Ladies and Gentlemen,
I am delighted to join this discussion on the coordination of the work of ECOSOC and its intergovernmental machinery to support the achievement of internationally agreed development goals. The Department of Economic and Social Affairs services seven of the 11 ECOSOC functional commissions, in addition to the Council itself. So I am quite familiar with the work of your respective bodies. And I know how much effort you personally put, as chairpersons and vice-chairpersons, into making them deliver consensual—and useful—products.
The past several years have seen both the growing contribution of the functional commissions to the Council’s work and increased coordination within the wider ECOSOC family. These welcome developments accord with intergovernmental requests and with oft repeated recommendations made by the Secretary-General. No doubt, we should all do our part to encourage them further. But why?
Today I want to step back for a moment and put our persistent concern with coordination in a contemporary context. Coordination within the ECOSOC machinery is not an end in itself. It serves to improve the machinery’s delivery of services to Member States and their peoples. Today, for ECOSOC, service delivery has come to acquire one principal meaning, of far-reaching importance: implementing the United Nations Development Agenda.
Produced by major UN conferences and summits since the 1990s, including the Millennium Summit, the UN Development Agenda provides an integrated and holistic framework for pursuing all aspects of development. Yet we have not been able to use this Agenda in a fully efficient and enduringly effective way. The Agenda can change the reality on the ground, forcefully and for the better. But this is provided that we use it in a coordinated, concerted, and coherent fashion.
To use the Agenda to optimal effect, we must overcome two key challenges. The first, to which I will devote most of my remarks, involves the intergovernmental review process. The second involves the connection between the intergovernmental process and UN operational activities.
The existing system for assessing progress in implementing the UN development agenda is fragmented—too compartmentalized. The individual functional Commissions carry out substantive reviews of conferences. ECOSOC promotes an integrated and coordinated approach to conference follow-up and reviews commitments, such as on financing for development and Least Developed Countries. This leads to a somewhat disjointed review of the Agenda, often marked also by avoidable duplication. For instance, the social and sustainable development commissions end up addressing some issues that are similar.
So the coherence in the work of the Council and the commissions still falls far short of the desired level. It may continue to do so, until we find a way to connect the commissions’ work more directly to ECOSOC’s, through closely linked multi-year work programmes. Individually and collectively, these work programmes would strengthen coherence by giving increased importance to the broad themes of the UN Development Agenda.
These themes structure the report submitted by the Secretary-General to the high-level and coordination segments of ECOSOC this year (document E/2005/56). We all know the MDG related themes: eradicating poverty and hunger; advancing education; promoting health services, including for HIV/AIDS; achieving gender equality; ensuring environmental sustainability; and building a global partnership for development. But we must remember the other themes also part of the UN Development Agenda:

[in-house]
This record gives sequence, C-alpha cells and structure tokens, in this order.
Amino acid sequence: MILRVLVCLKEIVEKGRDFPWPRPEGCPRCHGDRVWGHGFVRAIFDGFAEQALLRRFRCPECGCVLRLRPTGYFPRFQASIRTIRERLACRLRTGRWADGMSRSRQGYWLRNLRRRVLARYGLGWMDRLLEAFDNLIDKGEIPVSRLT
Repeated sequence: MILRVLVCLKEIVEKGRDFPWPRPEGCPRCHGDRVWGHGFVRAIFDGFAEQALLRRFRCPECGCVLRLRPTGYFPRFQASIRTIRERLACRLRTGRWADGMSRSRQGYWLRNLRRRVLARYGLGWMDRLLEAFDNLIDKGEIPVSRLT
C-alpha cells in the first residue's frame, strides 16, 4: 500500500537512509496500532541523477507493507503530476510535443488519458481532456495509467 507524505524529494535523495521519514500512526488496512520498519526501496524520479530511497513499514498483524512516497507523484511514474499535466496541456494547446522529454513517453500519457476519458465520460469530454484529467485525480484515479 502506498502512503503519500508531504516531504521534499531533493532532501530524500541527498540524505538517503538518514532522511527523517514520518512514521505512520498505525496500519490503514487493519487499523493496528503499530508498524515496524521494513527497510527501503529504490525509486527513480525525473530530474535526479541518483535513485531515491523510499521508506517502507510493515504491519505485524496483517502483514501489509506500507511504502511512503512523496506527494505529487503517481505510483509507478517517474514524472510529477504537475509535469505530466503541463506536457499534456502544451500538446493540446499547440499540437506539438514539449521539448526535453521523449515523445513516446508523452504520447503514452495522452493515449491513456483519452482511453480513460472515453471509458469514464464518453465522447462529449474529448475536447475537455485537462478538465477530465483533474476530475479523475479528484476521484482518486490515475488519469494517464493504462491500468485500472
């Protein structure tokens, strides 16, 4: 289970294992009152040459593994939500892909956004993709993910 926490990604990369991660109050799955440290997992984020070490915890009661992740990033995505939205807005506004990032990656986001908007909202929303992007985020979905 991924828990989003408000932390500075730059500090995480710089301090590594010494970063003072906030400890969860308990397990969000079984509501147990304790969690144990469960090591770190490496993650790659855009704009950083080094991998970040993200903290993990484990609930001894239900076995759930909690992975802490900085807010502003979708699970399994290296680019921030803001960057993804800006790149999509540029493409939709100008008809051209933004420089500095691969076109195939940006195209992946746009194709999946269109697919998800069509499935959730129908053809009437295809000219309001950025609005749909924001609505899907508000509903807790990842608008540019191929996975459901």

All of these themes together constitute an agenda for the whole ECOSOC machinery. The Council and its functional and regional commissions should focus on them more systematically. I trust that your respective bodies can contribute to this effort. The functional commissions themselves need to promote “clustering.” And those that deal with closely related parts of the Agenda should strive to build stronger synergies, such as the Commissions on Sustainable and Social Development.
On our part, in the Secretariat, we need to help your bodies to make informed decisions on your work programmes. We have made efforts in this direction. Our reports are increasingly focused on linkages and synergies. We have also set up a Task Force of the secretariats of the functional commissions, in order to ensure that they collectively promote a coherent approach to the various elements of the UN Development Agenda.
Putting the UN Development Agenda powerfully to effect also requires tackling a second challenge: how to translate the UN’s normative and analytical work into operational priorities. At present, the work of the functional commissions does not influence the priorities of UN Funds and Programmes. We need to reflect together on how ECOSOC can help to convey the commissions’ valuable guidance to the UN development system. Commissions can ease this process by clearly articulating specific points for action by the Funds and Programmes.
Helping to achieve a comprehensive review process for the UN Development Agenda, and helping to link the UN system’s conceptual and operational work—these are two major ways for ECOSOC and its subsidiary bodies to improve their efficiency and effectiveness. And the sum is more than its parts. Efforts on both fronts would facilitate the roles that ECOSOC is likely to be given by the 2005 World Summit this year in September.
Next year the Economic and Social Council will devote its coordination segment to the theme “Sustained economic growth for social development, including the eradication of poverty and hunger.” The functional commissions could contribute to this theme, and enrich the debates of the Council, with their own perspective on coordinated efforts towards this central development objective.
Thank you for your attention. I look forward to hearing your views.